The 41-year-old also comes into this month hot, registering nine points in his last nine games. Could he keep up the same pace with the Bruins?

Cons –

Recchi doesn’t have the size or strength of Tkachuk, making it difficult to find the right line for him.

The winger could possibly play with Marc Savard and Phil Kessel, but he might not have the speed or hands to keep up with them. He doesn’t have the physicality to play on the fourth line, either.

One dark part of his recent career can’t be ignored – the Pittsburgh Penguins placed Recchi on waivers last season. Nobody picked him up. Should the B’s target that kind of player?

Asking Price –

The Tampa Tribune reports that Recchi may be dealt to a playoff contender in the coming weeks for a draft pick. Chances are a fourth- or fifth-rounder would get the deal done.

#3 – Bill Guerin, New York Islanders

Pros –

Bill Guerin is no stranger to Boston. The winger played in one playoff series with the Black and Gold, putting up four goals and two assists in six games. The former All-Star also boasts 14 playoff appearances in his career.

The Islanders captain brings Stanley Cup experience to the table. Guerin won the cup with the 1994-1995 New Jersey Devils, scoring 12 goals and 13 assists in 48 games.

Cons –

Guerin didn’t put up spectacular numbers in his most recent playoff appearance. In 2007, he scored no goals and tallied only two assists in nine playoff games with the San Jose Sharks.

The Worcester native also left Boston on a sour note. “Dollar Bill,” as he was nicknamed by fans, left the B’s in 2002 as a free agent to sign a more lucrative contract with the Dallas Stars.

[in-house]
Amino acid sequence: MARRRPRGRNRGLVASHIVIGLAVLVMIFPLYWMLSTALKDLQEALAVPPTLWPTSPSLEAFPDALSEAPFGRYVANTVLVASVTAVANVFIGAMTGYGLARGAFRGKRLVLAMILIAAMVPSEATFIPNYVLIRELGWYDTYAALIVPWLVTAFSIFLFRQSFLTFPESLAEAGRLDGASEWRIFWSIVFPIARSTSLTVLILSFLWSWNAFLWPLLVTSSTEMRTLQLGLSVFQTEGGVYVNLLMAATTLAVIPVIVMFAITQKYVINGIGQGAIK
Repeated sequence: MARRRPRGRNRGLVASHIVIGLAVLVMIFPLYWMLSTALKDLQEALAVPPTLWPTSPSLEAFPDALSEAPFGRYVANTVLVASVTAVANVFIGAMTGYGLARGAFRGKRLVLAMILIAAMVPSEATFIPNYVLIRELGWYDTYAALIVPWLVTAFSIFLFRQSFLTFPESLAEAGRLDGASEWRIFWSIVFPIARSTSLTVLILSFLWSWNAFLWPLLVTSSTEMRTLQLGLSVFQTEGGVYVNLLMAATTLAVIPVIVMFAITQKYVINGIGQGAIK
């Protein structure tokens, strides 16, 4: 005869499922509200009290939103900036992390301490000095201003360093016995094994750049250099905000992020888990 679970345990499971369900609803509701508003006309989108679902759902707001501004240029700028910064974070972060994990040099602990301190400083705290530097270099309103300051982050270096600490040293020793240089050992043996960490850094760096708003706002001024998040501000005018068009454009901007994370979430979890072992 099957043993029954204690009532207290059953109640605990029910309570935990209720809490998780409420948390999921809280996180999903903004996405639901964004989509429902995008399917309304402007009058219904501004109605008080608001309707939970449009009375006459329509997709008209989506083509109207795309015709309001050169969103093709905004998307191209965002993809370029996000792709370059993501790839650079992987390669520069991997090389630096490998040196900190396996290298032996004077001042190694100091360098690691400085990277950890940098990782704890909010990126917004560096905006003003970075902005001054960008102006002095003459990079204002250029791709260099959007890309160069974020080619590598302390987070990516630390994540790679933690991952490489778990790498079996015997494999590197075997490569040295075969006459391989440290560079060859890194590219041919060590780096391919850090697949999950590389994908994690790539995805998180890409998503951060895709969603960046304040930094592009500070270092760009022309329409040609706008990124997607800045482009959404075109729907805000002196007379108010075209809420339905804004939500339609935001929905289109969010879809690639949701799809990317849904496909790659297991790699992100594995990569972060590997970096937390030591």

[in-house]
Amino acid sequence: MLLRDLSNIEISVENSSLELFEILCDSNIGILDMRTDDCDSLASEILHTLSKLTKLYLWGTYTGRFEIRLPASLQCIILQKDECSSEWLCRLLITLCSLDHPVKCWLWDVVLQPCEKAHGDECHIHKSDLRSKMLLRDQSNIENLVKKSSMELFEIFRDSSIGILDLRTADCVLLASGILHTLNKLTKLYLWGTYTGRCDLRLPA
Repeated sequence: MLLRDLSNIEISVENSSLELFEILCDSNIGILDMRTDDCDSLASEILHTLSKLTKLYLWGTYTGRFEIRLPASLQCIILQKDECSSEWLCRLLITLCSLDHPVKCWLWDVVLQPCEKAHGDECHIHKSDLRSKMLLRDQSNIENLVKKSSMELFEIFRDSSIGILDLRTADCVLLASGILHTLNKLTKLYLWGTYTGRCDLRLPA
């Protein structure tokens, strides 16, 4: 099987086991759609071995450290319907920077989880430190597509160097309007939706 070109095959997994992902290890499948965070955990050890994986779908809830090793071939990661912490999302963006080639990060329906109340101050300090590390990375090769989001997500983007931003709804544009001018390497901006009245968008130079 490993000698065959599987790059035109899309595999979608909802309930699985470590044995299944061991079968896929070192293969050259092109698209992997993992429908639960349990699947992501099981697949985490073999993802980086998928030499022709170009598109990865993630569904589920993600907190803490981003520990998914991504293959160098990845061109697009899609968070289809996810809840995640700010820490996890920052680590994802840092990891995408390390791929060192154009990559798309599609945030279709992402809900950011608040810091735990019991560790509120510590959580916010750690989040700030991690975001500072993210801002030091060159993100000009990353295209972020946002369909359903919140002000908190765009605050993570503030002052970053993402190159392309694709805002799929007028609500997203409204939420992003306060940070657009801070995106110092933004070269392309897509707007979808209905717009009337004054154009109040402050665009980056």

On the flip side, Boston made little effort to retain Guerin. He might not waive his no-trade clause to return there.

Asking Price –

The Isles want picks/prospects for their veteran forwards. A fourth rounder and a low-level prospect could do it.

But rumors floating around the ‘net say that Guerin will only be traded if packaged with fellow Islander Doug Weight. Boston doesn’t need two veteran forwards and likely wouldn’t make the deal.


The Bastahd said...

No sure what you mean by 0-2 years of playoff experience but Kobasew has played 33 playoff games. He was on Calgary the year they made a run at the Cup and also there the following season for a first round exit.

As for the three possibilities... Recchi's too old, Guerin lack postseason production (28-22-50 in 105) leaving Tkachuk the only solid option, though he has never won the Cup. I think they would be better holding off on any of them... why risk team chemisty?

Tom said...

Of those three, I'd shoot for Recchi. Here's my reasoning:

1) He won't come at any real sacrifice.

2) If we're 100% healthy, just scratch him. He's good in the locker room and practice, so you get the leadership without the deadweight. He's a pro and will understand his role.

3) If we lose a mid-level forward, he's a respectable replacement. We shouldn't be out looking for top-line guys anyway considering our cap situation. Say Kobasew or Axelsson comes up lame, Recchi can take over that role better than Byron Bitz can.

Bruins Buff said...

By 0-2 years of playoff experience, I meant that the above players have only played in the post-season 0-2 times in their careers.

Measuring by the amount of games might be a better standard now that I think of it, especially when considering a guy like Kobasew.